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Senior NHS manager who earned £1m imprisoned for fake qualifications

by Alice Harrold
7 March 2017

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Another person has been jailed in the Crown Prosecution Service’s campaign to rid the health service of sham title-holders.

Jon Andrewes, 63 from Totnes in Devon, has been sentenced to two years in prison after falsifying his qualifications to secure a job as a senior NHS manager and get paid more than £1m from 2005-16.

During his NHS career, Andrewes held the positions of chairman of the Royal Cornwall hospital trust, chief executive at St Margaret’s hospice in Taunton and temporary chair of Torbay NHS trust.

Andrewes admitted to two counts of fraud and one count of obtaining a pecuniary advantage by deception.

His prosecution followed an investigation by anti-fraud officials at the Department of Health in conjunction with the Crown Prosecution Service.

‘Series of staggering lies’

Andrewes had lied about his work history, including saying that he had worked at the Home Office, and wrongly using the title Dr. He told the NHS that he had two PhDs and a master’s degree but in reality had a higher education diploma in social work and a teaching qualification.

Judge Geoffrey Mercer QC told Andrewes at Exeter crown court: ‘For a period of over 10 years your outwardly prestigious life was based upon a lie, a series of staggering lies, repeated lies about your education, and employment background and your experience, lies by which you obtained responsible positions.’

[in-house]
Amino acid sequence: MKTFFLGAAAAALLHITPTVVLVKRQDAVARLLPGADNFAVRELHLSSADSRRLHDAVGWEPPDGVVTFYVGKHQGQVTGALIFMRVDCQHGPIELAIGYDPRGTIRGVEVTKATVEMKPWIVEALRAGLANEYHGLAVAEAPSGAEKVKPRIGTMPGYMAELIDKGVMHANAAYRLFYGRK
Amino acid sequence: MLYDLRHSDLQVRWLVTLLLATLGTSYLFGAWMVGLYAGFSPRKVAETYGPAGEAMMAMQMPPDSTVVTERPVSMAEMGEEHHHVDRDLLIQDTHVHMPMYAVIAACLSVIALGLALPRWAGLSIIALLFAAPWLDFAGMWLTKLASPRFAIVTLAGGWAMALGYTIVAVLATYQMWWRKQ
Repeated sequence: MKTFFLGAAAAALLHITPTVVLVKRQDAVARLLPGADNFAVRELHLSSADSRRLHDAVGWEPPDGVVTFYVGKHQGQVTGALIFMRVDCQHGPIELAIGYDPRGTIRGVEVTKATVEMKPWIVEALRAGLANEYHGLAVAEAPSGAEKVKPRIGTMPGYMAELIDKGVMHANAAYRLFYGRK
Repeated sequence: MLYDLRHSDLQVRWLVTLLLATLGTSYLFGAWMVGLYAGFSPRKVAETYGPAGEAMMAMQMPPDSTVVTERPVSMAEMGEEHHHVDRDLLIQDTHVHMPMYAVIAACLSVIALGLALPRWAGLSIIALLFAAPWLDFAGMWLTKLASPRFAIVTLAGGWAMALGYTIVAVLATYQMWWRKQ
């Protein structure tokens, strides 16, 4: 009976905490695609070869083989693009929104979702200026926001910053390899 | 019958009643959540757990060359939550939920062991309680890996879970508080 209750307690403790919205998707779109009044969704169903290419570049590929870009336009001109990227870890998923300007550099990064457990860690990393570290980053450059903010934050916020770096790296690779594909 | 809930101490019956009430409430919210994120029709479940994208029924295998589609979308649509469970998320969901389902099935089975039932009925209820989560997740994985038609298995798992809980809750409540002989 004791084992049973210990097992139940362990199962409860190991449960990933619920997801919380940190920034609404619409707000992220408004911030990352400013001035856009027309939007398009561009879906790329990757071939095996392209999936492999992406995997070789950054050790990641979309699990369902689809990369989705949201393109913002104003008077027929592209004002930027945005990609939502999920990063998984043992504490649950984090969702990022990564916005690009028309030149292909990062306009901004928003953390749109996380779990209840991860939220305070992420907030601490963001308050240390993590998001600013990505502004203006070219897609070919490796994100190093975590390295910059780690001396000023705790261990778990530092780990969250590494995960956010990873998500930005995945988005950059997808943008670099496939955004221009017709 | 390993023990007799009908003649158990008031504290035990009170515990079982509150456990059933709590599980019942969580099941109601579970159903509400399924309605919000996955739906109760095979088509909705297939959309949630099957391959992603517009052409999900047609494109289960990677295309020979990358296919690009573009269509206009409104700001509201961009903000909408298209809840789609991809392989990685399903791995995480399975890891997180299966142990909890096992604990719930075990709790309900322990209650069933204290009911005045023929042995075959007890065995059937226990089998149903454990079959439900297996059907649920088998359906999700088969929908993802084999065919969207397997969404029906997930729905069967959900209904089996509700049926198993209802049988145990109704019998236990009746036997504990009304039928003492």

Judge Mercer found that Andrewes would not have been hired to those roles if he had told the truth about his experience and said he had caused real damage to public confidence in the organisations he worked in.

The prosecutor, Cameron Brown told the court that Andrewes had been rated as ‘unsatisfactory’ in some of his jobs.

The court was told there is an ongoing investigation into how Andrewes was able to secure multiple senior NHS roles.

Fake qualifications:

  • Chartered Institute of Management Accountants diploma
  • PhD in ethics management from Plymouth University
  • PhD in business administration from Heriot-Watt University, Edinburgh
  • Master’s degree from the University of Edinburgh
  • Bachelor degree from the University of Bristol

Alex Johnson, a senior crown prosecutor with the CPS’s specialist fraud division, said: ‘Jon Andrewes repeatedly lied on his CV in order to better his chances of securing lucrative senior roles across the health service.

‘The investigation team built a case which clearly outlined the scale of the deception and, faced with the evidence against him, Andrewes pleaded guilty.’

The defence, Ros Collins said of Andrewes: ‘He has every respect for his former employers. He is very distressed for causing them any embarrassment. He has been loyal to the caring profession for many, many years.’